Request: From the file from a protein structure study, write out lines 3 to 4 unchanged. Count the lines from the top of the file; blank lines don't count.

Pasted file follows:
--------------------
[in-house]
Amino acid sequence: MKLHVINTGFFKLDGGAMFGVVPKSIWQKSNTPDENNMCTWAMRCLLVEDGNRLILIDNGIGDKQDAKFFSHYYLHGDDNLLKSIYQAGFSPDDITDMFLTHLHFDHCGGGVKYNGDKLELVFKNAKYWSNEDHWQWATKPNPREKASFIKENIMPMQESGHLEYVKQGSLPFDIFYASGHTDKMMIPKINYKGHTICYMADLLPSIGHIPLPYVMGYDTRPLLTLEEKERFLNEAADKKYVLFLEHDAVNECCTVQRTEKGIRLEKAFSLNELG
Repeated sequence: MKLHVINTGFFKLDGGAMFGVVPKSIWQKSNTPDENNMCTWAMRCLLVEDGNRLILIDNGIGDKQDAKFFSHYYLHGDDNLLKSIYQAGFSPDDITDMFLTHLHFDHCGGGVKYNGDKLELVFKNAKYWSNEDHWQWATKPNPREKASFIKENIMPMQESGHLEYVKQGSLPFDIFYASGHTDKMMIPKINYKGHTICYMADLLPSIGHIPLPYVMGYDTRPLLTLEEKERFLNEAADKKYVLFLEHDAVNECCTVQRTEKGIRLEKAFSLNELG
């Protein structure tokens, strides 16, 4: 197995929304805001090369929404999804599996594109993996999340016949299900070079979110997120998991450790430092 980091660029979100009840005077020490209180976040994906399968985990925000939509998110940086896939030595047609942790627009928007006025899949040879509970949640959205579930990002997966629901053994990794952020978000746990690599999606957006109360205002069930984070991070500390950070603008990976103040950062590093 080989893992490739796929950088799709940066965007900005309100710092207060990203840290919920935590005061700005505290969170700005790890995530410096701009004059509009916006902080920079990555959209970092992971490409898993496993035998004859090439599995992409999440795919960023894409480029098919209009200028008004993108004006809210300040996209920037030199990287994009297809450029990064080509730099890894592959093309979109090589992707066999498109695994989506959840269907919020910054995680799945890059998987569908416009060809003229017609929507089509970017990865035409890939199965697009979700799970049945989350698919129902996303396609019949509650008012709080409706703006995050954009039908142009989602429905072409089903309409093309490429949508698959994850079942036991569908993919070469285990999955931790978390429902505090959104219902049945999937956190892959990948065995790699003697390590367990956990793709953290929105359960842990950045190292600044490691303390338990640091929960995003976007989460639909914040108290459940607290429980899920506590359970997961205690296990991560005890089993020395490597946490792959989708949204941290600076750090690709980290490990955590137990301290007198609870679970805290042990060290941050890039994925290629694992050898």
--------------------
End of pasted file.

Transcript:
Repeated sequence: MKLHVINTGFFKLDGGAMFGVVPKSIWQKSNTPDENNMCTWAMRCLLVEDGNRLILIDNGIGDKQDAKFFSHYYLHGDDNLLKSIYQAGFSPDDITDMFLTHLHFDHCGGGVKYNGDKLELVFKNAKYWSNEDHWQWATKPNPREKASFIKENIMPMQESGHLEYVKQGSLPFDIFYASGHTDKMMIPKINYKGHTICYMADLLPSIGHIPLPYVMGYDTRPLLTLEEKERFLNEAADKKYVLFLEHDAVNECCTVQRTEKGIRLEKAFSLNELG
């Protein structure tokens, strides 16, 4: 197995929304805001090369929404999804599996594109993996999340016949299900070079979110997120998991450790430092 980091660029979100009840005077020490209180976040994906399968985990925000939509998110940086896939030595047609942790627009928007006025899949040879509970949640959205579930990002997966629901053994990794952020978000746990690599999606957006109360205002069930984070991070500390950070603008990976103040950062590093 080989893992490739796929950088799709940066965007900005309100710092207060990203840290919920935590005061700005505290969170700005790890995530410096701009004059509009916006902080920079990555959209970092992971490409898993496993035998004859090439599995992409999440795919960023894409480029098919209009200028008004993108004006809210300040996209920037030199990287994009297809450029990064080509730099890894592959093309979109090589992707066999498109695994989506959840269907919020910054995680799945890059998987569908416009060809003229017609929507089509970017990865035409890939199965697009979700799970049945989350698919129902996303396609019949509650008012709080409706703006995050954009039908142009989602429905072409089903309409093309490429949508698959994850079942036991569908993919070469285990999955931790978390429902505090959104219902049945999937956190892959990948065995790699003697390590367990956990793709953290929105359960842990950045190292600044490691303390338990640091929960995003976007989460639909914040108290459940607290429980899920506590359970997961205690296990991560005890089993020395490597946490792959989708949204941290600076750090690709980290490990955590137990301290007198609870679970805290042990060290941050890039994925290629694992050898």